Let's say you're me and you're in math class, and you're supposed to be learning about factoring. Trouble is, your teacher is too busy trying to convince you that factoring is a useful skill for the average person to know with real-world applications ranging from passing your state exams all the way to getting a higher SAT score and unfortunately does not have the time to show you why factoring is actually interesting. It's perfectly reasonable for you to get bored in this situation. So like any reasonable person, you start doodling.
posted by ErWenn on Dec 3, 2010 - 27 comments

## Q to the E to the D

Futurama has always been a haven for geek humor, but last week's episode "The Prisoner of Benda" pushed things to the next level. First hinted at in an American Physical Society interview with showrunner David X. Cohen (previously), staff writer and mathematics Ph.D. Ken Keeler devised a novel mathematical proof based on group theory to resolve the logic puzzle spawned by the episode's brain-swapping (but no backsies!) conceit. Curious how it works? Read the proof (in the show or in plain text), then see it in action using this handy chart. Too much math for a lazy Sunday? Then entertain your brain with lengthy clips from the episode -- including two of the funniest moments in the series in the span of two minutes.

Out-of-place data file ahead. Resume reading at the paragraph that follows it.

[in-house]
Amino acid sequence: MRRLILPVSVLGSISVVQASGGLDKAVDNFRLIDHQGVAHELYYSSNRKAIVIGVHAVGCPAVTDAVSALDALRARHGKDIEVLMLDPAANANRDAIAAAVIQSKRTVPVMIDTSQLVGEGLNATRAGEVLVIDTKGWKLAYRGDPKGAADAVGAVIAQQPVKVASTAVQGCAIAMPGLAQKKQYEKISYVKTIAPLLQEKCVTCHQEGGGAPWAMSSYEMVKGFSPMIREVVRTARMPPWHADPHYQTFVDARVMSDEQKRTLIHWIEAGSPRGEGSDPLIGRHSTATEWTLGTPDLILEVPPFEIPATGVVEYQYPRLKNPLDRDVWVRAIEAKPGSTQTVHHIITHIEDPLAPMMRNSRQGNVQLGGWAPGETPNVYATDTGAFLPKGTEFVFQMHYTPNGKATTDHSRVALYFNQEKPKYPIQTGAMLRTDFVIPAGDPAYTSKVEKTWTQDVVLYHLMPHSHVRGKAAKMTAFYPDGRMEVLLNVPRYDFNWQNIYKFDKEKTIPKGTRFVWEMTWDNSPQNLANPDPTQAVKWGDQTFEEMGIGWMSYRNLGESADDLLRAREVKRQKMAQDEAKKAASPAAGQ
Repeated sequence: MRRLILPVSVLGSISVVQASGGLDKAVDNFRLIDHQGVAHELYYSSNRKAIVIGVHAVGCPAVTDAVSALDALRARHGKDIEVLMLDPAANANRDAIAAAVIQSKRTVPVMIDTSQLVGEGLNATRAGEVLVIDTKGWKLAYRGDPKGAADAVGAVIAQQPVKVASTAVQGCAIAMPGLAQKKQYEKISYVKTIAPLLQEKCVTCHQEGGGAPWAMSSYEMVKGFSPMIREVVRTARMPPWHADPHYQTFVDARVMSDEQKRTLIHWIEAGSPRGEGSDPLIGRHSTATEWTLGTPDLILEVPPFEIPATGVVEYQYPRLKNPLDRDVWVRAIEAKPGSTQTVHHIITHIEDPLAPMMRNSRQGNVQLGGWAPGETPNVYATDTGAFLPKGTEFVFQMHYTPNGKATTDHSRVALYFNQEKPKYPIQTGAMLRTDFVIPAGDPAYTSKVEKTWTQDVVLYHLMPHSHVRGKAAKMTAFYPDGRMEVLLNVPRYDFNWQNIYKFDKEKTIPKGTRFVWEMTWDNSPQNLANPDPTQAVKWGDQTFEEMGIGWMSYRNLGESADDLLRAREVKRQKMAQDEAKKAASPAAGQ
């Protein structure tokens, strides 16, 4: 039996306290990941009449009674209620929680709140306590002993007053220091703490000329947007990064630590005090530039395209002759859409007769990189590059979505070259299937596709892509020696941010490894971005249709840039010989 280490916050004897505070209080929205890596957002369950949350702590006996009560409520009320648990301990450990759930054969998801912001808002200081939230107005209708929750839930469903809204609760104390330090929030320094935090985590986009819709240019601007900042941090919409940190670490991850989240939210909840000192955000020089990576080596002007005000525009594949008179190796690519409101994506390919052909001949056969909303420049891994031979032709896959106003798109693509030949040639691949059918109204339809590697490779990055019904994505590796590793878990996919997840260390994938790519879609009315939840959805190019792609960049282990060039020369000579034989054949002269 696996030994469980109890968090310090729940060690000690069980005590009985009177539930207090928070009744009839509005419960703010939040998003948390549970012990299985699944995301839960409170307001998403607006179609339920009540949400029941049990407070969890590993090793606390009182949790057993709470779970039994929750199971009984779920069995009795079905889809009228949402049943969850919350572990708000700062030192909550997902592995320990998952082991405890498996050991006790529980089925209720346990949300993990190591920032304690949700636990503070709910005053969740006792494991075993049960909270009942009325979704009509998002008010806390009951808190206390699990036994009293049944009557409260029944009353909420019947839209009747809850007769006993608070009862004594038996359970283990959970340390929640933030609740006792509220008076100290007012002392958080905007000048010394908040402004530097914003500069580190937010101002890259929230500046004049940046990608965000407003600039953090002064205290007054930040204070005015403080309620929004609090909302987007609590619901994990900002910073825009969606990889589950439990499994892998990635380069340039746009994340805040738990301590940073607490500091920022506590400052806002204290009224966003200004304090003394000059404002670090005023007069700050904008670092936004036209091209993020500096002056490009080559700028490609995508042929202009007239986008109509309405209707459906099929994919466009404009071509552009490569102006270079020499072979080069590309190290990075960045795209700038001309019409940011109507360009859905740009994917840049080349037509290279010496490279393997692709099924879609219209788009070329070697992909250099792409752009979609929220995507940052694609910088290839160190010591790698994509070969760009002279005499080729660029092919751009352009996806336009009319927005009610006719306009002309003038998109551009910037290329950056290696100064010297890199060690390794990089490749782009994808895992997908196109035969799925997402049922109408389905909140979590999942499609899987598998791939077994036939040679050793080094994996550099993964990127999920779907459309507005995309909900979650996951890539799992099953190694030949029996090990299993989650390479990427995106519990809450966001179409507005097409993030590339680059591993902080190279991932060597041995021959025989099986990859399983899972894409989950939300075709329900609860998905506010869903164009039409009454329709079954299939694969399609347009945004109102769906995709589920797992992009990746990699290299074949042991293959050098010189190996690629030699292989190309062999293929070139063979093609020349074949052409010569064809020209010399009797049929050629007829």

posted by Rhaomi on Aug 22, 2010 - 130 comments

## It Was a Monster Math!

We all wish we had a teacher like this
posted by Christ, what an asshole on Nov 5, 2009 - 50 comments

## I am a strange loop.

Douglas Hofstadter's Gödel, Escher, Bach: An Eternal Golden Braid has been recorded as a series of video lectures for MIT's Open Courseware project.
posted by loquacious on May 30, 2009 - 74 comments

## Mathematics in Movies

Mathematics in Movies.
posted by nthdegx on May 6, 2007 - 28 comments

## Mandelbrot on Fractals as A Theory of Roughness.

A talk with Benoît Mandelbrot, entitled Fractals in Science, Engineering and Finance (Roughness and Beauty) [video, 80mins, realplayer] about fractals as A Theory of Roughness.
posted by MetaMonkey on Dec 3, 2006 - 5 comments